The woman pictured had just harvested the two bags of rice behind her.
It’s no secret that gender equality is at the top of the global agenda. The UN is currently defining its Sustainable Development Goals, including achieving gender equality & empowering all women and girls, set to launch this September. As the global community continues to visit Vietnam, it is important that we recognize the country’s greatest contributors.
It’s rare to see a woman smoke in Vietnam, and is looked down upon. Those who do smoke are generally older women.
*This is a guest post by professional photographer Angela Altus.
As thrilling as Hong Kong Island is, don’t underestimate the natural beauty of the New Territories. About two weeks ago, I left the comfort of my Central apartment and went on an all day adventure to Tai Long Wan and wow, did it blow me out of the water (pun intended!) Getting there isn’t easy but it’s worth the hassle. In fact, by the end of the day, my friends and I had taken just about every type of transportation: the MTR (subway), a taxi, a boat and a bus. Oh, and we did quite a lot on our own two feet as well. More on that later.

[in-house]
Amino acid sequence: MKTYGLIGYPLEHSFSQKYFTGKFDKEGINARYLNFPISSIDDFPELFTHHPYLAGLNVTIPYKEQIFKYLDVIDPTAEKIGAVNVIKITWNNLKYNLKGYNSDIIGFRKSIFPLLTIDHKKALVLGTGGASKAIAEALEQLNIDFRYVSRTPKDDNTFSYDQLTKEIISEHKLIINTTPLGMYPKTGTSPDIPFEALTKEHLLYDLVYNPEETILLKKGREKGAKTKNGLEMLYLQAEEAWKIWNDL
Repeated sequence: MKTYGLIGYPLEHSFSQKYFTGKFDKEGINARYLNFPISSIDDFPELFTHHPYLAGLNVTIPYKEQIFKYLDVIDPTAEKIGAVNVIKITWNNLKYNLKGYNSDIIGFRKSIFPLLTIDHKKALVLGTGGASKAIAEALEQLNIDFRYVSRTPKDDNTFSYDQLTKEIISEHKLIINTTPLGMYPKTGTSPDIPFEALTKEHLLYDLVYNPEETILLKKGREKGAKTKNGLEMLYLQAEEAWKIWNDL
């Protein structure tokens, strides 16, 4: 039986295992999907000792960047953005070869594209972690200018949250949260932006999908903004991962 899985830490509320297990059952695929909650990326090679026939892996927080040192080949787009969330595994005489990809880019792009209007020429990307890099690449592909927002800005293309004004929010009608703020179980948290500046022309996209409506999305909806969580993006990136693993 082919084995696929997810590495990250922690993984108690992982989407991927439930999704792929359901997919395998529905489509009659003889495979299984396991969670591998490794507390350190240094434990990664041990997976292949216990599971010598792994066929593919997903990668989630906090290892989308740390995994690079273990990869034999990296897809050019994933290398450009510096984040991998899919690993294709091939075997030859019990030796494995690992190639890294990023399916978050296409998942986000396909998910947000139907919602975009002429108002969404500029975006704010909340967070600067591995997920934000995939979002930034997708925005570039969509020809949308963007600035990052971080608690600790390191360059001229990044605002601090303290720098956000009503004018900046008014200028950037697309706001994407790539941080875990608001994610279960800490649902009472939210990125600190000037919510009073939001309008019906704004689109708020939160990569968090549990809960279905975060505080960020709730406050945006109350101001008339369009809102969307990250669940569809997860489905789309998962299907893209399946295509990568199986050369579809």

Here’s everything you need to know about trekking in Tai Long Wan.
Where is Tai Long Wan and how do I get there?
As mentioned above, Tai Long Wan is in what’s known as the New Territories and while it’s technically part of Hong Kong, it feels world’s apart. That leads me into the next bit. Getting there isn’t too painful but it does take some patience. I suggest you take the MTR to Po Lam and from there hop in a taxi to Sai Wan Pavilion, which is the same spot where the bus stops if you opt for that instead. Normally I don’t recommend taxis but they are crazy cheap in Hong Kong (especially if split among several people) and it will save you loads of time. That said, busses are pretty efficient in HK and not a bad option if you’re strapped for cash.
Hitting the trail